The system performance curve is composed of a static and a dynamic component.
H_{system} = H_{stat} + H_{loss}(Q)
The static component H_{stat} is independent of the flow velocity (and thus of the flow rate). It contains the geodetic height difference as well as the pressure difference between suction and pressure vessel or inlet and outlet point of the system under consideration. In closed circuits (e.g. heating circulation) the static heed is always zero.
The dynamic part of the performance curve describes the piping losses, which depend on the flow rate. In the case of turbulent flow of NEWTON liquids with constant loss coefficients of the system components, the characteristic curve results in a square parabola. If the static head and the duty point are known, the system curve can be shown with sufficient accuracy.

“It indicates the values of Flow and Head which will be obtained at stationary operation with the respective speed-related pump H-Q curve.”
The specified duty point is defined to be that point on the system H-Q curve for which a pump is to be selected in line with the calculated hydraulic design criteria. The objective of the selection is (apart from other criteria, such as maximum efficiency) to minimise the deviation between the specified and the actual duty points.
The actual duty point is always located at the intersection of pump H-Q curve and the actual system H-Q curve. At constant speed it moves up the pump H-Q curve with increasing friction losses towards a lower flow rate. The duty point should be chosen as close as possible to the point of optimum efficiency.

The head for the duty point of the pump is composed of

- the static head (static = independent of the flow rate)
- height difference between suction side and discharge side liquid level (geodetic head)
- pressure difference between discharge side and suction side tank (for closed tanks)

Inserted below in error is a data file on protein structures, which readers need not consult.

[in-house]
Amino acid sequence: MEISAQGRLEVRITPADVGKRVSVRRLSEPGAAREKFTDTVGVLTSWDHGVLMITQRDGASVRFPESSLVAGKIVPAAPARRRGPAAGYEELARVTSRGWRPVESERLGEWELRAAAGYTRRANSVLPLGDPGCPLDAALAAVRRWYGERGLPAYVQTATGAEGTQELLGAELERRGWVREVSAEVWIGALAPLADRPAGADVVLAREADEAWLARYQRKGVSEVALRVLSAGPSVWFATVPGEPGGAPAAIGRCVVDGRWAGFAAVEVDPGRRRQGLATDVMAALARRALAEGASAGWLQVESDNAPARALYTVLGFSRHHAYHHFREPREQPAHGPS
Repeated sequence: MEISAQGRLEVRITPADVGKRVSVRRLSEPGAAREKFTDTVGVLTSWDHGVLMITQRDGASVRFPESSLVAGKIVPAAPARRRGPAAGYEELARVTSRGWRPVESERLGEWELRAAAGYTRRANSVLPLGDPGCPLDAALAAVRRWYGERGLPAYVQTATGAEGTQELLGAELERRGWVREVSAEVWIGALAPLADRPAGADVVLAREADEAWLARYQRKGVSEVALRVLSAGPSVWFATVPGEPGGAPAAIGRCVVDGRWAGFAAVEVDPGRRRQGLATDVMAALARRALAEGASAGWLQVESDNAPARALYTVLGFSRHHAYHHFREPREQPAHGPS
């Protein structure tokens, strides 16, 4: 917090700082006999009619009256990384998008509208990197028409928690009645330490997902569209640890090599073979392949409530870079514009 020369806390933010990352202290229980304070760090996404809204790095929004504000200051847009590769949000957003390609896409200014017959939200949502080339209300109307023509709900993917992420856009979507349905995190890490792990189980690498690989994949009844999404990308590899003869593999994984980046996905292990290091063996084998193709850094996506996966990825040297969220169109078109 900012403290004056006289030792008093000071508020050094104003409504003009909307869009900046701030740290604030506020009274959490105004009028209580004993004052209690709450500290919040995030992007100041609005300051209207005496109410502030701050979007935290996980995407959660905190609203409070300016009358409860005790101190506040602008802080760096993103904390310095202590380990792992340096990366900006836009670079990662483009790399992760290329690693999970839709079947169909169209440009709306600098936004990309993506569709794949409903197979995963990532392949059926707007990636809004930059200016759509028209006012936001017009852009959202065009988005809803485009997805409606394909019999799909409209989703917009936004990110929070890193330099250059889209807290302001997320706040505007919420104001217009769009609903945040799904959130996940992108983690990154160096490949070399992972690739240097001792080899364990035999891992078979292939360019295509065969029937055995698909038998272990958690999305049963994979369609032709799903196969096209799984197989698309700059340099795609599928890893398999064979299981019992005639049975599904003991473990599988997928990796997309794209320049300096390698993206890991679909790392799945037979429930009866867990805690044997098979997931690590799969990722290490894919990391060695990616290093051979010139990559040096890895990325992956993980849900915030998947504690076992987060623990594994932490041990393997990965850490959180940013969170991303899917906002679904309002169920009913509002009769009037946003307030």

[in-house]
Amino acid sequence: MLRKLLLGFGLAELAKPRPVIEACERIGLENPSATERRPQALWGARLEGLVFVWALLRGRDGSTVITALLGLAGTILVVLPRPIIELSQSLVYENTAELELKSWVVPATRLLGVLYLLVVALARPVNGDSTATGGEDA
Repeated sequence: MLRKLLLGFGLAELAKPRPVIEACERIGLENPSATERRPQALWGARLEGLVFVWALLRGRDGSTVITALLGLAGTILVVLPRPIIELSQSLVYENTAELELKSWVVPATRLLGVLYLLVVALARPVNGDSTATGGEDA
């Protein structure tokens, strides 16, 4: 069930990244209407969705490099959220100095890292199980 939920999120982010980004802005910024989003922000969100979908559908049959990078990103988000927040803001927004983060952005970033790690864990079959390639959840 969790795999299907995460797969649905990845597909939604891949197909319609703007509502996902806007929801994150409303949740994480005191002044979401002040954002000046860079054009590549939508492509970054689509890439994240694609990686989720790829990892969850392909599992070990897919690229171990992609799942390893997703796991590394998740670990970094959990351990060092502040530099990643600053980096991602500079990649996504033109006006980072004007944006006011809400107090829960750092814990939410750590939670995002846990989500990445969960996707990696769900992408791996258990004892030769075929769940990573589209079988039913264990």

- the required outlet pressure, if any

- the friction loss head from the pressure losses in the piping system as a function of the flow rate

The useable mechanical work transferred from the pump to the fluid being pumped, related to the weight force, is called head H of the pump. At constant speed n and constant flow Q, it is independent of the density of the pumped liquid, but dependent on its viscosity.
It can be calculated by the pressure difference divided by the density of the pumped fluid and the local gravitational constant.
For Newtonian fluids one can consider the head independent from the pumped fluid for kinematic viscosities less than 20 mm²/s. By this reason it is especially suitable to present the characteristic curve of centrifugal pumps.
For pumping water the value is equal to the pressure given in meters of water column.

It indicates the values of Flow Q and Head H which will be obtained at stationary operation with the respective speed-related pump H-Q curve.
The specified duty point is defined to be that point on the system H-Q curve for which a pump is to be selected in line with the calculated hydraulic design criteria. The objective of the selection is (apart from other criteria, such as maximum efficiency) to minimise the deviation between the specified duty point and the actual operating point.
The operating point is always located at the intersection of pump H-Q curve and the actual system H-Q curve. At constant speed it moves up the pump H-Q curve with increasing friction losses towards a lower flow rate. The duty point should be chosen as close as possible to the best efficiency point.